The World Anti-Doping Agency (WADA) said it was “disappointed” by the decision of the Court of Arbitration for Sport (CAS) to authorize Russian figure skater Kamila Valieva to participate in the Winter Olympics in Beijing.
CAS announced its decision after an hour-long hearing on Sunday, saying in a statement it had decided that 15-year-old Valieva should be allowed to compete due to “exceptional circumstances”, including specific provisions related to her status as a “protected person” under the World Anti-Doping Code because she is a minor.
After initially appealing the case to CAS alongside the International Olympic Committee (IOC) and International Skating Union (ISU), WADA reacted to news that Valieva could continue to compete in Beijing.
“Although WADA did not receive the reasoned award, it appears that the CAS panel decided not to apply the terms of the Code, which does not allow specific exceptions to be made with respect to mandatory Provisional Suspensions. for ‘protected persons’, including minors.
“In regards to the analysis of the Athlete’s Sample, WADA still expects Anti-Doping Organizations to liaise with the Laboratories to ensure that they expedite the analysis of the Samples. so that results are received before athletes travel to or participate in a major event, such as the Olympic or Paralympic Games and, where appropriate, provide results management for cases related to such athletes.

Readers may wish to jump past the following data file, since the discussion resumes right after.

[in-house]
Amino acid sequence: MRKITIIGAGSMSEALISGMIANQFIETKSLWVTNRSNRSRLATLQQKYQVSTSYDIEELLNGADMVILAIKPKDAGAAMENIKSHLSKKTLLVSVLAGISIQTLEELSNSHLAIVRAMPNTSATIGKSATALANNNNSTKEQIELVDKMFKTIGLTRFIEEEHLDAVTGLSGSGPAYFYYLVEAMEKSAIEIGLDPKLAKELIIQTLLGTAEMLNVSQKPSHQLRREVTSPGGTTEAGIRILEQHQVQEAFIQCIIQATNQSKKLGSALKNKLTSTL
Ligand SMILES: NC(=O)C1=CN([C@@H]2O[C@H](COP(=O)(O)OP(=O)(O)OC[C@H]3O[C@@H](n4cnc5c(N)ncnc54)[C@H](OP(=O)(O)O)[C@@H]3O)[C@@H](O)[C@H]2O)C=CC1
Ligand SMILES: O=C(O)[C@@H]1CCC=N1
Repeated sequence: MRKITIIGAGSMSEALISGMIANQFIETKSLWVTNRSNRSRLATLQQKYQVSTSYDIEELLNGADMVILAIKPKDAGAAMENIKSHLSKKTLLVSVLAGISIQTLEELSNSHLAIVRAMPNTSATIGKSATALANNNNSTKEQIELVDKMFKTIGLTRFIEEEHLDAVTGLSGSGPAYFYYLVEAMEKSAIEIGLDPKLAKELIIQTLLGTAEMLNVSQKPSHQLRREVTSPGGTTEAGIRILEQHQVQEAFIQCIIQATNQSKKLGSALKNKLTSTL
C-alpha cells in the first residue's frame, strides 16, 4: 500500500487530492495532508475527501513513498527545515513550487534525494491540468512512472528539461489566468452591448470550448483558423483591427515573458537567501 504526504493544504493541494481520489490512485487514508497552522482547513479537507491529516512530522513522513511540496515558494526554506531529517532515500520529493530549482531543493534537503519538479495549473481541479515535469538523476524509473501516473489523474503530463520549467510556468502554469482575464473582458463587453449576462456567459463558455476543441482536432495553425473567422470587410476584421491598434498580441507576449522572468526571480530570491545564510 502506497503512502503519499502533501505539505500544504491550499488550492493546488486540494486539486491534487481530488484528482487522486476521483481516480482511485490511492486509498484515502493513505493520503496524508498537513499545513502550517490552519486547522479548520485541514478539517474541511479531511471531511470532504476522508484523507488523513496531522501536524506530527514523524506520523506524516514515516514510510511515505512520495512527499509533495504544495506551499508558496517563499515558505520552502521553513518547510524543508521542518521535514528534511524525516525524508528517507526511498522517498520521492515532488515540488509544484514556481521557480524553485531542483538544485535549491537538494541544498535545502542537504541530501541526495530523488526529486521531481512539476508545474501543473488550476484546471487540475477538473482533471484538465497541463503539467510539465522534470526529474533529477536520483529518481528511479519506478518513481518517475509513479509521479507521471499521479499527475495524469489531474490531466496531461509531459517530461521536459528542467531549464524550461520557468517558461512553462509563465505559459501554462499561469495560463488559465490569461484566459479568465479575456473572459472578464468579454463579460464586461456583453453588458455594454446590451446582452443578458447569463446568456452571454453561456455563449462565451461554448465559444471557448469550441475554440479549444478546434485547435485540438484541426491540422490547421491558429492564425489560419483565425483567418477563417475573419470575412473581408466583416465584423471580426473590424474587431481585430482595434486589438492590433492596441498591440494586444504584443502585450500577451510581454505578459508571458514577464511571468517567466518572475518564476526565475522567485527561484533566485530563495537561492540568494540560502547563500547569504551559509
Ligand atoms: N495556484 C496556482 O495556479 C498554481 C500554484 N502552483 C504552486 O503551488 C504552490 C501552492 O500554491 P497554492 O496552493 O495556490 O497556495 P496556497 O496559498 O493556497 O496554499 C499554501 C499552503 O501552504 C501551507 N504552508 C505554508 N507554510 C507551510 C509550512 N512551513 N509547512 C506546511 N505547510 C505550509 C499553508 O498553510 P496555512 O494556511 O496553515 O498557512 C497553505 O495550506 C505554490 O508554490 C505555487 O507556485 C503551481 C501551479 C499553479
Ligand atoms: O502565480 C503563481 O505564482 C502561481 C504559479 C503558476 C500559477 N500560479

“According to information received by WADA, the sample in this case was not flagged by RUSADA as being a priority sample when it was received by the anti-doping laboratory in Stockholm, Sweden. This meant that the laboratory didn’t know how to speed up the analysis of this sample.
“As previously announced, under the terms of the Code, when a minor is involved in an anti-doping matter, it is mandatory to investigate that athlete’s support personnel. RUSADA has already indicated that it has begun this process. The Department of Intelligence and Investigations will look into the matter.”
Meanwhile, the Canadian Olympic Committee (COC) called the situation “extremely unfortunate and sad for the athletes”.
Canada finished fourth in the team event won by the Russian Olympic Committee team and of which Valieva was a part.
“The COC is fully committed to clean sport and we firmly believe that no one involved in doping or other corrupt practices has a place in the Olympic Movement,” COC President Tricia Smith said in a statement. .
Smith added, “Although the COC has not been permitted to formally participate in the CAS appeals process, we have closely followed the details of the case and done what we can to ensure the interests of the parties are protected. Canadian figure skating athletes and all athletes. Although we are convinced that the decision of the CAS is the result of a fair process, we are extremely disappointed with this result.